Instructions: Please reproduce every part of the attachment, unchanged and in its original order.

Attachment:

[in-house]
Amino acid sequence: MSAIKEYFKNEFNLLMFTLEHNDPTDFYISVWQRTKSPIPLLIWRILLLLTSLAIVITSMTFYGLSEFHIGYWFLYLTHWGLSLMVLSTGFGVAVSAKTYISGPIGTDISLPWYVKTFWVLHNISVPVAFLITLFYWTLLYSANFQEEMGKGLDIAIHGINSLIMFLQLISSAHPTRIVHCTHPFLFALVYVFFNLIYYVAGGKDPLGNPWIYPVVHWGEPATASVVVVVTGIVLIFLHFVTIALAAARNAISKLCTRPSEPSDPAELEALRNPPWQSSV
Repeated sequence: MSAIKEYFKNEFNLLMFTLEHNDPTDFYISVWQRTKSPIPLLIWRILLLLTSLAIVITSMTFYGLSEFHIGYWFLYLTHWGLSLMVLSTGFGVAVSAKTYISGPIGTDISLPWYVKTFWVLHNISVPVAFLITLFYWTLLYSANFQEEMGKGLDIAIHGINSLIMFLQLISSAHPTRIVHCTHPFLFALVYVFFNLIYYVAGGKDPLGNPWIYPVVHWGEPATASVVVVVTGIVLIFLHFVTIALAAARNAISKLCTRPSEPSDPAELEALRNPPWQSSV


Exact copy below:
[in-house]
Amino acid sequence: MSAIKEYFKNEFNLLMFTLEHNDPTDFYISVWQRTKSPIPLLIWRILLLLTSLAIVITSMTFYGLSEFHIGYWFLYLTHWGLSLMVLSTGFGVAVSAKTYISGPIGTDISLPWYVKTFWVLHNISVPVAFLITLFYWTLLYSANFQEEMGKGLDIAIHGINSLIMFLQLISSAHPTRIVHCTHPFLFALVYVFFNLIYYVAGGKDPLGNPWIYPVVHWGEPATASVVVVVTGIVLIFLHFVTIALAAARNAISKLCTRPSEPSDPAELEALRNPPWQSSV
Repeated sequence: MSAIKEYFKNEFNLLMFTLEHNDPTDFYISVWQRTKSPIPLLIWRILLLLTSLAIVITSMTFYGLSEFHIGYWFLYLTHWGLSLMVLSTGFGVAVSAKTYISGPIGTDISLPWYVKTFWVLHNISVPVAFLITLFYWTLLYSANFQEEMGKGLDIAIHGINSLIMFLQLISSAHPTRIVHCTHPFLFALVYVFFNLIYYVAGGKDPLGNPWIYPVVHWGEPATASVVVVVTGIVLIFLHFVTIALAAARNAISKLCTRPSEPSDPAELEALRNPPWQSSV